May Day 2015

May 1, 2015

Many markets particularly in Europe are shut for May Day.  This has held down the usual flood of manufacturing PMIs on the first day of the month. 

Japanese inflation picked up for the first time in almost a year, but Japan’s factory purchasing managers index edged below the no-change threshold.

The British PMI printed significantly below market expectations.

The dollar lost 0.5% against the euro and Swiss franc but appreciated by 0.5% vis-a-vis the kiwi and 0.3% against the yen, Aussie dollar, Canadian dollar, and sterling.  The yuan is steady.

Share prices fell by 0.8% in India, 0.7% in South Korea, and 0.4% in Indonesia but firmed 0.4% in Australia and 0.1% in Japan and New Zealand.

The 10-year Japanese JGB yield rose two basis points, while the 10-year British gilt yield fell two bps.  A higher Treasury yield is indicated in the futures.

Gold and oil slid 0.2% to $1,180.30 per ounce and $59.50 per barrel.

The Bank of Mexico left its overnight lending rate at 3.0%, its level since a 50-basis point cut last June.

The Bank of Russia slashed its repo rate by 150 basis points to 12.5%.

Core Japanese CPI inflation (excluding fresh food and the effect of the April 2014 sales tax hike) rose to 0.2% in March from 0.0% in February.  Energy prices posted a 1.7% month-on-month advance.  Tokyo core CPI inflation doubled in April to 0.4%.

Japan’s jobless rate fell to 3.4% in March from 3.5% in February and 3.6% in January.  The job offers to seekers ratio stayed at 1.15, but on-year employment growth slowed to 0.3% from 0.6%.

Real household spending advanced 2.4% on month in March, posting a smaller-than-forecast on-year decline of 10.6%.  Real disposable income fell by 1.1% on year.

Japanese labor cash earnings growth failed to accelerate as expected in March, instead holding at just 0.1%.  Real cash earnings slumped by 2.6%.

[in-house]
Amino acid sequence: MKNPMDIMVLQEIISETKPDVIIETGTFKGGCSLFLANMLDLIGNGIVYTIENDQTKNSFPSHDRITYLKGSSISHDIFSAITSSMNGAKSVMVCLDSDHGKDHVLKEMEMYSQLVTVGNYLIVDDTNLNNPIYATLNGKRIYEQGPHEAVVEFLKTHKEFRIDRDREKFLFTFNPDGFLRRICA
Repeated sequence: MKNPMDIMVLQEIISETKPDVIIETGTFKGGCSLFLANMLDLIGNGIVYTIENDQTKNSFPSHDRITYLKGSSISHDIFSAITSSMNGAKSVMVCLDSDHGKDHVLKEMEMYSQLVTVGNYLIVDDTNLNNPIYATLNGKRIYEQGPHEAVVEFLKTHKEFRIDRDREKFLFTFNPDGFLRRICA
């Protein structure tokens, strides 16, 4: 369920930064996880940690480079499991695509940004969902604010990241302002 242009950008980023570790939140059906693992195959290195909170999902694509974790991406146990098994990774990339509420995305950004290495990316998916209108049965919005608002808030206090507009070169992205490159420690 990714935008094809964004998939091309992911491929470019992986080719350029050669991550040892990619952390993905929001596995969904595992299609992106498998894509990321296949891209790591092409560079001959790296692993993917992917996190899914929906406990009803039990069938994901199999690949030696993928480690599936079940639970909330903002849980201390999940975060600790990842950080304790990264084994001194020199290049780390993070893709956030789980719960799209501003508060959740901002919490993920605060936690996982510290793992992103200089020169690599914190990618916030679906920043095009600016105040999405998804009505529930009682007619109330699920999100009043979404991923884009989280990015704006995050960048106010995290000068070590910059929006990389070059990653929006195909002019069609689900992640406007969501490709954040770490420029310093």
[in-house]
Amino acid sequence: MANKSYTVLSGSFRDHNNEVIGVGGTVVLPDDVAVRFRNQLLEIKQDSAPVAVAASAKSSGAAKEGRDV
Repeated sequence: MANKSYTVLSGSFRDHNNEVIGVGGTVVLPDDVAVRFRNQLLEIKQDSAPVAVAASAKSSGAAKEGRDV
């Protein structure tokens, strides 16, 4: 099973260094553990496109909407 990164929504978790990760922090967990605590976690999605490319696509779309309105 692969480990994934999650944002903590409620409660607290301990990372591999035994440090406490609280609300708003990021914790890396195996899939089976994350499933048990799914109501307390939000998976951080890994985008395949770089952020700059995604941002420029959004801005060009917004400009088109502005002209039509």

Japan’s manufacturing purchasing managers index fell 0.4 points to 49.9, the first sub-50 result since April 2014.  Production and orders contracted.  Export demand hit a 10-month low in spite of the cheap yen.  Input price inflation was very low.

Japanese stock and bond transactions generated a JPY 796 billion net capital inflow last week, reversing a JPY 769 billion outflow in the week of April 17.

The British manufacturing PMI fell 2.1 points to a 7-month low in April, and the March reading was revised 0.4 points lower.  This news and this past Tuesday’s weak GDP report that saw GDP rise at the slowest pace since the final quarter of 2012 come less than a week before next Thursday’s general election.  Polls suggest a hung parliament will result.

British M4 money fell by 0.6% in the year to March.  Mortgage applications, according to the Bank of England, totaled 61.34K that month, down from 61.52K in February.

The Dutch manufacturing PMI climbed 1.5 points to a 5-month high of 54.0 in April, easily beating street estimates.

The Irish manufacturing PMI fell a full point to a 3-month low but, at 55.8, still conveys very buoyant growth.

Although China is shut today, the two government-compiled PMI surveys were released in Beijing.  The manufacturing index held steady at 50.1, while the non-manufacturing PMI slid 0.3 points to a score of 53.4.

Australia’s manufacturing PMI recovered from readings of 45.4 in February and 46.3 in March to a 3-month high of 48.0 in April, but it was below 50 for the fifth straight month.  Sub-indices for new business and production also were less than 50, thus conveying shrinkage.

Producer prices in Australia rose 0.5% in the first quarter.  Set against a 0.9% quarter-over-quarter advance a year earlier, on-year PPI inflation slowed to 0.7%.  The domestic PPI inflation rate was just 0.4%. 

South Korea’s trade surplus of $8.39 billion in April was little changed from the level in March.  South Korean consumer prices rose 0.4% in the year to April.  Thai consumer prices fell 1.0% in the year to April, while producer prices in that economy dropped by 3.4%.

U.S. data arriving today include the manufacturing PMI survey, construction spending, the U. Michigan consumer sentiment index and motor vehicle sales. 

Copyright 2015, Larry Greenberg.  All rights reserved.  No secondary distribution without express permission.

Tags: , ,


Comments are closed.